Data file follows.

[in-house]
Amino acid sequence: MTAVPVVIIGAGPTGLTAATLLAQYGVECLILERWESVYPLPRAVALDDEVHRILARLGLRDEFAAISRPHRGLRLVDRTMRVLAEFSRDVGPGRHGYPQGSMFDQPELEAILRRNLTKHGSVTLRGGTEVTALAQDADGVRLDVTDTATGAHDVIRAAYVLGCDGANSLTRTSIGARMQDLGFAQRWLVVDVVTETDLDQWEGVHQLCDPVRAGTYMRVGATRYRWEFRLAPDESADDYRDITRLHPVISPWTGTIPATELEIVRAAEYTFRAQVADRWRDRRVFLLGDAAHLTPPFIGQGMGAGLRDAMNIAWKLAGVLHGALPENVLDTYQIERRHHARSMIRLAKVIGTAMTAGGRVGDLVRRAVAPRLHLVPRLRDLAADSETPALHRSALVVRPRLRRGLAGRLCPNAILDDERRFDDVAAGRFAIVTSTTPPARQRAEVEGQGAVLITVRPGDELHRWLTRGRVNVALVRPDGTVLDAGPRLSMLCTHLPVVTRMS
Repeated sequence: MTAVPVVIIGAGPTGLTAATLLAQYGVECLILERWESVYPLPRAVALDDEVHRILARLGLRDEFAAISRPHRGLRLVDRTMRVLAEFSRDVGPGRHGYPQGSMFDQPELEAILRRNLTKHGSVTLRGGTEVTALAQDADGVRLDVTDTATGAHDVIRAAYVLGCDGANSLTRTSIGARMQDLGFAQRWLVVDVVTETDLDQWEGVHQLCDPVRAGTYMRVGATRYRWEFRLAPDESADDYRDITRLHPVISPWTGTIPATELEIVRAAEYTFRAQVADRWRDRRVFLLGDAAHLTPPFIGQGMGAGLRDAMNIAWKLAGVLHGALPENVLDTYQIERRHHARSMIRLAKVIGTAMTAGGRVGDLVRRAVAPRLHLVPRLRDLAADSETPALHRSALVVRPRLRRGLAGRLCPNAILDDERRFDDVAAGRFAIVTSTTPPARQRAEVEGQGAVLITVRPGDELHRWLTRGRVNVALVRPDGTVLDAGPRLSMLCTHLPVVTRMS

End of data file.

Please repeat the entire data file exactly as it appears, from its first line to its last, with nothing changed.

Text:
[in-house]
Amino acid sequence: MTAVPVVIIGAGPTGLTAATLLAQYGVECLILERWESVYPLPRAVALDDEVHRILARLGLRDEFAAISRPHRGLRLVDRTMRVLAEFSRDVGPGRHGYPQGSMFDQPELEAILRRNLTKHGSVTLRGGTEVTALAQDADGVRLDVTDTATGAHDVIRAAYVLGCDGANSLTRTSIGARMQDLGFAQRWLVVDVVTETDLDQWEGVHQLCDPVRAGTYMRVGATRYRWEFRLAPDESADDYRDITRLHPVISPWTGTIPATELEIVRAAEYTFRAQVADRWRDRRVFLLGDAAHLTPPFIGQGMGAGLRDAMNIAWKLAGVLHGALPENVLDTYQIERRHHARSMIRLAKVIGTAMTAGGRVGDLVRRAVAPRLHLVPRLRDLAADSETPALHRSALVVRPRLRRGLAGRLCPNAILDDERRFDDVAAGRFAIVTSTTPPARQRAEVEGQGAVLITVRPGDELHRWLTRGRVNVALVRPDGTVLDAGPRLSMLCTHLPVVTRMS
Repeated sequence: MTAVPVVIIGAGPTGLTAATLLAQYGVECLILERWESVYPLPRAVALDDEVHRILARLGLRDEFAAISRPHRGLRLVDRTMRVLAEFSRDVGPGRHGYPQGSMFDQPELEAILRRNLTKHGSVTLRGGTEVTALAQDADGVRLDVTDTATGAHDVIRAAYVLGCDGANSLTRTSIGARMQDLGFAQRWLVVDVVTETDLDQWEGVHQLCDPVRAGTYMRVGATRYRWEFRLAPDESADDYRDITRLHPVISPWTGTIPATELEIVRAAEYTFRAQVADRWRDRRVFLLGDAAHLTPPFIGQGMGAGLRDAMNIAWKLAGVLHGALPENVLDTYQIERRHHARSMIRLAKVIGTAMTAGGRVGDLVRRAVAPRLHLVPRLRDLAADSETPALHRSALVVRPRLRRGLAGRLCPNAILDDERRFDDVAAGRFAIVTSTTPPARQRAEVEGQGAVLITVRPGDELHRWLTRGRVNVALVRPDGTVLDAGPRLSMLCTHLPVVTRMS